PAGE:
Zinke Would Turn U.S. Monuments Over to Commercial Use

The stunning views from the Cascade-Siskiyou National Monument, including the sun, moon, Mount Shasta and Pilot Rock, were captured May 3, 2015, from the Pacific Crest Trail. (Photo by Bob Wick / Bureau of Land Management)


WASHINGTON, DC, September 19, 2017 (ENS) – Interior Secretary Ryan Zinke’s review of national monuments, leaked to the media on Monday, recommends that President Donald Trump make major changes to 10 U.S. national monuments. In the 19-page memo, Zinke recommends more roads, timber harvesting, grazing, mining, drilling and commercial fishing in these protected places.

Trump asked for a review of all monuments designated after 1996 that are 100,000 acres or greater in size or that were made “without adequate public consultation.” Twenty-seven monuments came under review.

This view from the Cascade-Siskiyou National Monument, including the sun, moon, Mount Shasta and Pilot Rock, were captured May 3, 2015, from the Pacific Crest Trail. (Photo by Bob Wick / Bureau of Land Management)

The leaked Zinke memo, “Final Report Summarizing Findings of the Review of Designations Under the Antiquities Act,” lays out recommendations on 10 national monuments out of the 27 he was tasked with reviewing. The secretary did not clarify whether or not the other 17 listed monuments will be left alone.

The Trump administration has not yet commented on the recommendations, which Zinke submitted last month but which have been kept secret until they were leaked to the “Wall Street Journal.”

“Zinke says he wants to perpetuate traditional uses, but he’s actually promoting traditional abuses. Logging, mining, grazing, fracking and drilling destroy wildlife habitat and objects of scientific and cultural importance,” said Randi Spivak, public lands program director at the Center for Biological Diversity.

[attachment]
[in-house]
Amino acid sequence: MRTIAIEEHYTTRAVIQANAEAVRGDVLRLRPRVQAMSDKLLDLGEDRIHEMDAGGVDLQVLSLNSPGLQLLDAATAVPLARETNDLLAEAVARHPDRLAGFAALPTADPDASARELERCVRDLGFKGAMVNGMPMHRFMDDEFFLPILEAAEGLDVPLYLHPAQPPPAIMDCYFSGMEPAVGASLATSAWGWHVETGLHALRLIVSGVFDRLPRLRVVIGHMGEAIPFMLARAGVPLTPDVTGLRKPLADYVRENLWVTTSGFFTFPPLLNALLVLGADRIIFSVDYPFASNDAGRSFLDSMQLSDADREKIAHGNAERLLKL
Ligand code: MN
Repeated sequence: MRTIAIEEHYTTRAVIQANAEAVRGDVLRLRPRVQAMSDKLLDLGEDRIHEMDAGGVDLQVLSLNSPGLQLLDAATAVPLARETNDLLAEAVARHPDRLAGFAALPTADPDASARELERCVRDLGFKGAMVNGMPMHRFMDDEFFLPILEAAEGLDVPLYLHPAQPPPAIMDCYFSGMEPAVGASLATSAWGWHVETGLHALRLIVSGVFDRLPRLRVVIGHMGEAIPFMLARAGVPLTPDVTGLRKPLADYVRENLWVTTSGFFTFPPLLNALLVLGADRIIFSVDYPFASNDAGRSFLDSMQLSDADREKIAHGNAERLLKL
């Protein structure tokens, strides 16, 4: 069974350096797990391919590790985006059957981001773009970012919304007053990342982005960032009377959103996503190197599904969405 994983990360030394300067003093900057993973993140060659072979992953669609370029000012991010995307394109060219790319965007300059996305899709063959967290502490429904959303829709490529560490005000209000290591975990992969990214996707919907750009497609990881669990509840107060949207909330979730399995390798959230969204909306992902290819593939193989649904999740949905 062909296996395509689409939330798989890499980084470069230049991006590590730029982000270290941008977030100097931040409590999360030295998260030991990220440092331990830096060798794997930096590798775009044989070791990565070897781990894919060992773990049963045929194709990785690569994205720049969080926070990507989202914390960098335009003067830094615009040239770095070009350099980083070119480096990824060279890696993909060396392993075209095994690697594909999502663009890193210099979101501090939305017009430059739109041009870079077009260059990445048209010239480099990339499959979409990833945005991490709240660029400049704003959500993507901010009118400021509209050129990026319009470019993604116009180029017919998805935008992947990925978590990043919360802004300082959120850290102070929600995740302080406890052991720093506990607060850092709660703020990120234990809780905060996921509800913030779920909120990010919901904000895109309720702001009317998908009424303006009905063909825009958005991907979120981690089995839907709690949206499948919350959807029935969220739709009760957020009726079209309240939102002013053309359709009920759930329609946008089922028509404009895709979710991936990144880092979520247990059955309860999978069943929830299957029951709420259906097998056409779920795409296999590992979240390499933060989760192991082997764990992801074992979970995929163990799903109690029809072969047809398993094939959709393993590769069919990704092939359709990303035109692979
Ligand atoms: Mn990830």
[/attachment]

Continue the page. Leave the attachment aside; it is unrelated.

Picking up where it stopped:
“Zinke and Trump are displaying their disdain for these magnificent public lands and the millions of people who demanded they remain protected,” said Spivak. “Trump has no authority to make any of the changes that Zinke’s recommending. If he tries to, we’ll see him in court.”

The central premise of Zinke’s review is that monuments are supposed to protect “the smallest area compatible with proper care and management,” but he offers no guide for applying this standard. At the same time he suggests the criteria for monument boundaries should be the smallest area possible.

Zinke recommends revising the boundaries of four land-based monuments in three states and two Pacific marine monuments, both created by President George W. Bush.

Zinke would revise the boundaries of:

* – Utah’s Bears Ears National Monument, designated by President Barack Obama
* – Utah’s Grand Staircase-Escalante National Monument designated by President Bill Clinton, which encompasses the largest land area of all U.S. National Monuments
* – Nevada’s Gold Butte national monument designated by President Obama
* – Oregon’s Cascade Siskiyou National Monument